Bonta Bill to Reduce Barriers to Employment Reaches Governor’s Desk

Thursday, August 28, 2014

AB 2396 brings rehabilitated individuals back into the workforce instead of cycling them back into the criminal justice system

(SACRAMENTO, CA) – Assemblymember Rob Bonta (D-Oakland) was proud to announce today that his bill to reduce employment barriers for people with criminal records who have been rehabilitated passed the Legislature with bipartisan support and now heads to Governor Brown for his consideration. 

“AB 2396 would expand opportunities for rehabilitated individuals to pursue meaningful employment and work towards entering the middle class instead of struggling in low-wage jobs or returning to crime,” said Assemblymember Bonta.  “AB 2396 reduces barriers to employment by prohibiting any licensing entity within the Department of Consumer Affairs from denying a license solely on the basis of a dismissed criminal conviction."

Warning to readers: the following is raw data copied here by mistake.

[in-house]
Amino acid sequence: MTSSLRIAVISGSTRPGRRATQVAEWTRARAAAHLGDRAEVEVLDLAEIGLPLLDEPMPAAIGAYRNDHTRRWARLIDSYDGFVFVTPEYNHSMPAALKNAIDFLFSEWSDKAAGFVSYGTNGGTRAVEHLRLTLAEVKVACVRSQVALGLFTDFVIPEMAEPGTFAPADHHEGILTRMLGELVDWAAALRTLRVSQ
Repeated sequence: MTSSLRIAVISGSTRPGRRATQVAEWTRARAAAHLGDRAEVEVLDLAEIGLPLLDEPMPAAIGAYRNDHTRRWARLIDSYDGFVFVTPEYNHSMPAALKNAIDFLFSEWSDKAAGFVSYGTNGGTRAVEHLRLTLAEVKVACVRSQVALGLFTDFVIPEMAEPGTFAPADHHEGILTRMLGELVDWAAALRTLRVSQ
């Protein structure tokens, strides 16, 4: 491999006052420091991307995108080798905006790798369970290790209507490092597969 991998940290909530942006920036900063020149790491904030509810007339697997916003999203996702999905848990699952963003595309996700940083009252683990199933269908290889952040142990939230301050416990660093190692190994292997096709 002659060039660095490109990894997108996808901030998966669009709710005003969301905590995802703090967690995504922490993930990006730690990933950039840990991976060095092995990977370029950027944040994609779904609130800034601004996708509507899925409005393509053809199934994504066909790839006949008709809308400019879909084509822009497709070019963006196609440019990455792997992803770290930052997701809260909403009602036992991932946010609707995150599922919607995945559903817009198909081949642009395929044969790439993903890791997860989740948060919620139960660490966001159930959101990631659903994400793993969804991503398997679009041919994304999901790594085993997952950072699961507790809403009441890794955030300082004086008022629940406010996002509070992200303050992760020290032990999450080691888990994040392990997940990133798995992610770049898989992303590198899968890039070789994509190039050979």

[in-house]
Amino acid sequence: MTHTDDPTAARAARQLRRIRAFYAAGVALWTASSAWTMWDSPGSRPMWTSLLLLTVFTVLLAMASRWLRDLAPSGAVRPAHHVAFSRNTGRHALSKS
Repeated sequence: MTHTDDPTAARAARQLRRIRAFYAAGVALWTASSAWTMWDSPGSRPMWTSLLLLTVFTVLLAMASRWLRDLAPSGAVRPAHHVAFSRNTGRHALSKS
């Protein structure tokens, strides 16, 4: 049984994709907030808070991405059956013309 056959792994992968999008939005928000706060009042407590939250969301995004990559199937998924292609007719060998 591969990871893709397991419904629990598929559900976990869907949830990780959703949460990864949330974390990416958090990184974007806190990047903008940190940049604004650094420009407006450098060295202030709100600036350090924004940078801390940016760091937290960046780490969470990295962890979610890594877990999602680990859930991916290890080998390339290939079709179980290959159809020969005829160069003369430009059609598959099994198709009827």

“Current law is fundamentally unfair to individuals who have been rehabilitated by the justice system,” Bonta explained. “Thousands of people who have completed probation, paid their fines and restitution, and been pronounced rehabilitated are unable to find employment because licensing boards are considering a dismissed conviction that is irrelevant to their ability to perform the job.”

Boards under the Department of Consumer Affairs regulate the licensures of a wide variety of professions.  Licensees regulated by these boards include automotive repair technicians, barbers and cosmetologists, real estate agents and appraisers, occupational therapists, and many others.  Licensure in these professions can enable an individual to become self-sufficient and enter the middle class.

Getting a conviction dismissed is a time consuming and difficult process and is only available to those who have completed probation and paid all restitution and fines.  Dismissal is unavailable to those who have committed certain crimes, including most sex offenses. 

“Despite the state’s rigorous standards for dismissing a conviction, licensing boards may use the dismissed conviction as the sole reason for denying a license. When applying for employment with a private company, applicants are not required to disclose a dismissed record as part of the hiring process.  Licensing boards should similarly reward rehabilitation and help reduce recidivism by precluding consideration of dismissed convictions,” Bonta concluded.

See AB 2396 for the full text of the bill.